Astronaut Scott Kelly said today he's excited to return to Earth to see his family after a year-long mission but added he has enough stamina to double his stay in space.
"I could go another year if I had to," Kelly said this afternoon during the mission's final news conference from space. "It would just depend on what I was doing and if it made sense."
Kelly signed up for the one-year mission to help NASA better understand what happens to an astronaut's physical and mental health during a prolonged stay in a micro-gravity environment. Kelly's results will be compared with his identical twin brother, retired astronaut Mark Kelly, who is serving as the control subject on Earth.
The results will help inform a future mission to Mars or another deep space destination. While he's in good spirits, Kelly said he has noticed some differences in the way he feels.
"It's somewhat of a harsh environment," he said of life in space. "You don’t feel perfectly normal. There is always a lingering something you feel or it's just not normal. ... Having said that, it's not necessarily uncomfortable."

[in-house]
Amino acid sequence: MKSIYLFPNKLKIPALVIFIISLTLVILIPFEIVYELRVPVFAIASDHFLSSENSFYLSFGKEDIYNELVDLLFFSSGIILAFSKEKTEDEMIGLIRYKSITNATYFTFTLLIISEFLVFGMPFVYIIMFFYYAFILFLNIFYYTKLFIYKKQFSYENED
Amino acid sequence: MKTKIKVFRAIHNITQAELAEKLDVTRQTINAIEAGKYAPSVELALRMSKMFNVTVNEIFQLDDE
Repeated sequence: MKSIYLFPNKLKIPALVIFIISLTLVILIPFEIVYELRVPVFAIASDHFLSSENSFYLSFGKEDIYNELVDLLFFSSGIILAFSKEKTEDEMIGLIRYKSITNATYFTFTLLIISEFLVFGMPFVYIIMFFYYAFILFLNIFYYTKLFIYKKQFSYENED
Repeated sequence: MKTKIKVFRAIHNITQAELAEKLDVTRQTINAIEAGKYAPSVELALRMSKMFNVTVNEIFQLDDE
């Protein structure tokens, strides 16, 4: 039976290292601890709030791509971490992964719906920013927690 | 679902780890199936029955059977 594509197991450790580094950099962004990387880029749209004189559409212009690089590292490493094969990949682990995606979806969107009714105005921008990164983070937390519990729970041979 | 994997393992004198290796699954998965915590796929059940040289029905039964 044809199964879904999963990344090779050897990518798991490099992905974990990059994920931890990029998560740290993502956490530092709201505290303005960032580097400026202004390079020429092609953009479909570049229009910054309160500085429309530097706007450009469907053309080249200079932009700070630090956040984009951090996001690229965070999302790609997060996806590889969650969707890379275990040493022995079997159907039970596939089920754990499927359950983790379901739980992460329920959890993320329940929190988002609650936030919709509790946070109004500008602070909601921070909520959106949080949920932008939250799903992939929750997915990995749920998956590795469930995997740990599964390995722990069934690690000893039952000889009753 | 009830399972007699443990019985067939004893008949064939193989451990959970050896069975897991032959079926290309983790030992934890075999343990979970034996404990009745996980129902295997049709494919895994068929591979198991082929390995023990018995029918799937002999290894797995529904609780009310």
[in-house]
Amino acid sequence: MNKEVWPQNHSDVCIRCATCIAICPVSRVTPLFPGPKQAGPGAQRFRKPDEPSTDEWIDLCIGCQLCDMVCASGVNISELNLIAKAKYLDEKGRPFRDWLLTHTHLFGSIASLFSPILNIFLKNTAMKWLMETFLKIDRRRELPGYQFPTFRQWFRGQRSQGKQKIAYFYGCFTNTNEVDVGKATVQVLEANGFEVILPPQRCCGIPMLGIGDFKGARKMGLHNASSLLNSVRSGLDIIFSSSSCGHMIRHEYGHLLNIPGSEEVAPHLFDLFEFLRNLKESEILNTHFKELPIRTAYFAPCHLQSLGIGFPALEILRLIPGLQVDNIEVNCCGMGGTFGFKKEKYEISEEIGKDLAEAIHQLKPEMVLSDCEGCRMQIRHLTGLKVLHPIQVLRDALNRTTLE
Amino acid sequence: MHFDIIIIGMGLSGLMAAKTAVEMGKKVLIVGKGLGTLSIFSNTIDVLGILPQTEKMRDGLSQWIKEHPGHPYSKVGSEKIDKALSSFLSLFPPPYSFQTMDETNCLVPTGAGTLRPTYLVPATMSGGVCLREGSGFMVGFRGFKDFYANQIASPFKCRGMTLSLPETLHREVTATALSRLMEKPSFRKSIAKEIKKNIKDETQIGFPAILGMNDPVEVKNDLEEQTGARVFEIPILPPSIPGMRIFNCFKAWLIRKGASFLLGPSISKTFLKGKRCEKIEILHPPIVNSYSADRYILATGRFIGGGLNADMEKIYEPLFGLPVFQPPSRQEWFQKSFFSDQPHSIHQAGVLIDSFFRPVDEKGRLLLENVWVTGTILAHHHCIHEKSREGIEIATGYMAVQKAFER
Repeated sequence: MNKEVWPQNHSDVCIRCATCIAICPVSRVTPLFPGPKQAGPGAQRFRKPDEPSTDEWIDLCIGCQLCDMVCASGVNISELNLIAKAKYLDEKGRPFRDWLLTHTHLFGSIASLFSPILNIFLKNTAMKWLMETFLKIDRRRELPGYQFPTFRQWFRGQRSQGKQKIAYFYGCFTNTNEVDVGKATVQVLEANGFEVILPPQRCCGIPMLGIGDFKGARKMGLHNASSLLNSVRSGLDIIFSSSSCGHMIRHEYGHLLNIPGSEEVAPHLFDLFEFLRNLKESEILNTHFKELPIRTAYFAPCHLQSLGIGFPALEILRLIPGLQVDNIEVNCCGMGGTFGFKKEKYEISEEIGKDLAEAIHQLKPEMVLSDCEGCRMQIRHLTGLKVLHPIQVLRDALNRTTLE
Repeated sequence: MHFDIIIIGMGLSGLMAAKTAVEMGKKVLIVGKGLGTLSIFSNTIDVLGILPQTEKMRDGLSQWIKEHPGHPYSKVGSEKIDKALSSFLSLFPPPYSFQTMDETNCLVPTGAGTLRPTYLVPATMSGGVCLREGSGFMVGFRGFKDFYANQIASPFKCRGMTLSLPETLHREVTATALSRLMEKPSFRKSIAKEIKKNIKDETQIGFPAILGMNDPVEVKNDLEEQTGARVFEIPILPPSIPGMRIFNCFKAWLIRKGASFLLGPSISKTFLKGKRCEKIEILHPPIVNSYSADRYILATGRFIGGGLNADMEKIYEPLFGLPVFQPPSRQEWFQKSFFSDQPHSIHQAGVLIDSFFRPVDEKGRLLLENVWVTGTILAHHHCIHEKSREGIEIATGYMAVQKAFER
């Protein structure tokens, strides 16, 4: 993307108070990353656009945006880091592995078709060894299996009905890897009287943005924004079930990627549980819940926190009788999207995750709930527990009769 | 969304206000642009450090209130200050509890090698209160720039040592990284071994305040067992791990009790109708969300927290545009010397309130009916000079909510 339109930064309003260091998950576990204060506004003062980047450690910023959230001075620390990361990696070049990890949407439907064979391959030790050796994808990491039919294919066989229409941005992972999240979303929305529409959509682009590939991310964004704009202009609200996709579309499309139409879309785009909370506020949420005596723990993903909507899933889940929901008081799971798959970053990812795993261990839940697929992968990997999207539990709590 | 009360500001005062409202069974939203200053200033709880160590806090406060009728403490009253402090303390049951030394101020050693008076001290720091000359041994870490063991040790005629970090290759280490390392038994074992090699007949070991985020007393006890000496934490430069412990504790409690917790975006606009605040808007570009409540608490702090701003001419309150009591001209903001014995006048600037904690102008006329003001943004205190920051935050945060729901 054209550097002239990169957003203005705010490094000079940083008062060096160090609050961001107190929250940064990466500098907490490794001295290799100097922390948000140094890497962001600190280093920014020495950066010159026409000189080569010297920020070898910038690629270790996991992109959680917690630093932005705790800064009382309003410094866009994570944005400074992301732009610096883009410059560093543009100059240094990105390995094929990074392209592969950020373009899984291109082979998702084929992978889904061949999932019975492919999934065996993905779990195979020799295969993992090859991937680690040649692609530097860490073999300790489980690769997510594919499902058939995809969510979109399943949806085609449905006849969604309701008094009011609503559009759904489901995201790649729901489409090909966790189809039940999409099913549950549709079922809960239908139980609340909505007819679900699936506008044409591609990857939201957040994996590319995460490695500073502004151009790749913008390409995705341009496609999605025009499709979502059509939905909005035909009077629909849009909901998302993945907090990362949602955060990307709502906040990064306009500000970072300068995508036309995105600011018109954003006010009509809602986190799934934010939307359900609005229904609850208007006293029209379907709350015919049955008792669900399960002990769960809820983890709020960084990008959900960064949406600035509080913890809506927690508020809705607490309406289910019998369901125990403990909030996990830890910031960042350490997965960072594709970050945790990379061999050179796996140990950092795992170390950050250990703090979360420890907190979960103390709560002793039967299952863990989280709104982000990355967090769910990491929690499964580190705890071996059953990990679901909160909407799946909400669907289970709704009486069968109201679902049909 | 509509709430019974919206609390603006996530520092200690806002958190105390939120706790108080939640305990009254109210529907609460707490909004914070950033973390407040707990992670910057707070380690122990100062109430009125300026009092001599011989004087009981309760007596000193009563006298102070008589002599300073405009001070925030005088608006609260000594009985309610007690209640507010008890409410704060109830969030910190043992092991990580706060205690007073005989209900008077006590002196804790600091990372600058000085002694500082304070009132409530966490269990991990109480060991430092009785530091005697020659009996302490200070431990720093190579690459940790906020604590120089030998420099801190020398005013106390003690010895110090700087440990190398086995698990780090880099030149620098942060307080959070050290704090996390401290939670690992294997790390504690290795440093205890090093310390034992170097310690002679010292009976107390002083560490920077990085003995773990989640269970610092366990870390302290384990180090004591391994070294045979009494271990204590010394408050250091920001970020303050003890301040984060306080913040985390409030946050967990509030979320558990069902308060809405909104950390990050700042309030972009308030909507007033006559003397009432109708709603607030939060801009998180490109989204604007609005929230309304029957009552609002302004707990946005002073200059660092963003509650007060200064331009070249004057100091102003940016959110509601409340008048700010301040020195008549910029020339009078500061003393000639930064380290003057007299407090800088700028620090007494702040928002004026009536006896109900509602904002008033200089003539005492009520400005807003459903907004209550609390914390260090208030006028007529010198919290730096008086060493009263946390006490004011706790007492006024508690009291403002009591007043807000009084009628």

The hardest part, Kelly said, is the "loss of connection in a physical sense" from loved ones on Earth. He said one way life can improve for astronauts, including those who travel on a future mission to Mars in even smaller quarters, would be "making that private area as perfect as possible."
Riding in a Russian Soyuz spacecraft, Kelly is scheduled to land in Kazakhstan at 11:27 p.m. ET next Tuesday. As soon as he returns to Houston, Kelly said NASA will put him through a battery of tests to measure any changes in his health.
Immediately after that, he said he already knows what he'll be doing.
"I'm going to go home and jump in my pool," he said.